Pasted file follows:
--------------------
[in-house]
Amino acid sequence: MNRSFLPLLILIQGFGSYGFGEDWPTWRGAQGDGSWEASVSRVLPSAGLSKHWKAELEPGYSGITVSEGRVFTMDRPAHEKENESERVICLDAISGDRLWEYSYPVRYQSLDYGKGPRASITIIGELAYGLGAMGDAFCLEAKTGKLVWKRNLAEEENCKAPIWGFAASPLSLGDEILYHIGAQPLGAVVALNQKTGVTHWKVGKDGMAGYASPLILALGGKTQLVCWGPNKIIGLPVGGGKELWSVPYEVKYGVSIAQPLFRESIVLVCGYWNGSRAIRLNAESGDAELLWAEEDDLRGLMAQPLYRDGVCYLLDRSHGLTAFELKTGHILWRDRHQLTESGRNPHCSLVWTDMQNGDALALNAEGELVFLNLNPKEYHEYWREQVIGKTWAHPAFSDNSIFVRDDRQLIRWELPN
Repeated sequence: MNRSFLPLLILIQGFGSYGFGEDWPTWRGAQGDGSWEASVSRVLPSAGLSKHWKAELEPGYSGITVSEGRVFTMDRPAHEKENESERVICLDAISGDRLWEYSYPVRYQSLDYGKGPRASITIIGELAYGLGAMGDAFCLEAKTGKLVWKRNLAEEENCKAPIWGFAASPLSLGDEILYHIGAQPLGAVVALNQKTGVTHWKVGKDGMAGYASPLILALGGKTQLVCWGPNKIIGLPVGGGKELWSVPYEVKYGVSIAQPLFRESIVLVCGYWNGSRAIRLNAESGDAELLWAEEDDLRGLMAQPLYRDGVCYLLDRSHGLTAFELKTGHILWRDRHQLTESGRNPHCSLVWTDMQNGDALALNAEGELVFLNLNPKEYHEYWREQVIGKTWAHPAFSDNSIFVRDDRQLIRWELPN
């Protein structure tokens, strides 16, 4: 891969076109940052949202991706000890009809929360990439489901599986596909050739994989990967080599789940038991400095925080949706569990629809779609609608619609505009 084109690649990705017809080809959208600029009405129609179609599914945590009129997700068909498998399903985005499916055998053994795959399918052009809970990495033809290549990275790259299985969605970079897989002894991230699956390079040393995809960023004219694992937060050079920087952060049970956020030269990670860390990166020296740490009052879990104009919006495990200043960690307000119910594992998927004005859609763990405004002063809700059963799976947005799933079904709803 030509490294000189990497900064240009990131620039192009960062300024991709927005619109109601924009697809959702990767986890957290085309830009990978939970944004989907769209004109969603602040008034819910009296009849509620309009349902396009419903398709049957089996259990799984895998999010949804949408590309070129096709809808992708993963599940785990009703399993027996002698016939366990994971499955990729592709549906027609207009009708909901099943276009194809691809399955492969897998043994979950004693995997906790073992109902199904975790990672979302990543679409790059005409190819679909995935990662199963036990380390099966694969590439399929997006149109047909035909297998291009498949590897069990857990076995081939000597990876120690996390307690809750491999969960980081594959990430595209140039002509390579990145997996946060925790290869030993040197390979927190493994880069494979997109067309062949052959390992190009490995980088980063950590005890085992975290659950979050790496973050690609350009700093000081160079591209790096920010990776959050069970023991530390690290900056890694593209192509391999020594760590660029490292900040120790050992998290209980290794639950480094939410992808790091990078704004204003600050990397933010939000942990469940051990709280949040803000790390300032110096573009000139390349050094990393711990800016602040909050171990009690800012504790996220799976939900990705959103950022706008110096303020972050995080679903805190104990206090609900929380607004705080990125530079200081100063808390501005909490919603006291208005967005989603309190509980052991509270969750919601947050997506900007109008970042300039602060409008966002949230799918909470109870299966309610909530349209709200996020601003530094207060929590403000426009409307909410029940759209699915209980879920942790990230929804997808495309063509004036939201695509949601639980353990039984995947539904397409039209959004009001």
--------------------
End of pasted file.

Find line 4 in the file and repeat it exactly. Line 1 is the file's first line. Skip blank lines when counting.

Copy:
């Protein structure tokens, strides 16, 4: 891969076109940052949202991706000890009809929360990439489901599986596909050739994989990967080599789940038991400095925080949706569990629809779609609608619609505009 084109690649990705017809080809959208600029009405129609179609599914945590009129997700068909498998399903985005499916055998053994795959399918052009809970990495033809290549990275790259299985969605970079897989002894991230699956390079040393995809960023004219694992937060050079920087952060049970956020030269990670860390990166020296740490009052879990104009919006495990200043960690307000119910594992998927004005859609763990405004002063809700059963799976947005799933079904709803 030509490294000189990497900064240009990131620039192009960062300024991709927005619109109601924009697809959702990767986890957290085309830009990978939970944004989907769209004109969603602040008034819910009296009849509620309009349902396009419903398709049957089996259990799984895998999010949804949408590309070129096709809808992708993963599940785990009703399993027996002698016939366990994971499955990729592709549906027609207009009708909901099943276009194809691809399955492969897998043994979950004693995997906790073992109902199904975790990672979302990543679409790059005409190819679909995935990662199963036990380390099966694969590439399929997006149109047909035909297998291009498949590897069990857990076995081939000597990876120690996390307690809750491999969960980081594959990430595209140039002509390579990145997996946060925790290869030993040197390979927190493994880069494979997109067309062949052959390992190009490995980088980063950590005890085992975290659950979050790496973050690609350009700093000081160079591209790096920010990776959050069970023991530390690290900056890694593209192509391999020594760590660029490292900040120790050992998290209980290794639950480094939410992808790091990078704004204003600050990397933010939000942990469940051990709280949040803000790390300032110096573009000139390349050094990393711990800016602040909050171990009690800012504790996220799976939900990705959103950022706008110096303020972050995080679903805190104990206090609900929380607004705080990125530079200081100063808390501005909490919603006291208005967005989603309190509980052991509270969750919601947050997506900007109008970042300039602060409008966002949230799918909470109870299966309610909530349209709200996020601003530094207060929590403000426009409307909410029940759209699915209980879920942790990230929804997808495309063509004036939201695509949601639980353990039984995947539904397409039209959004009001």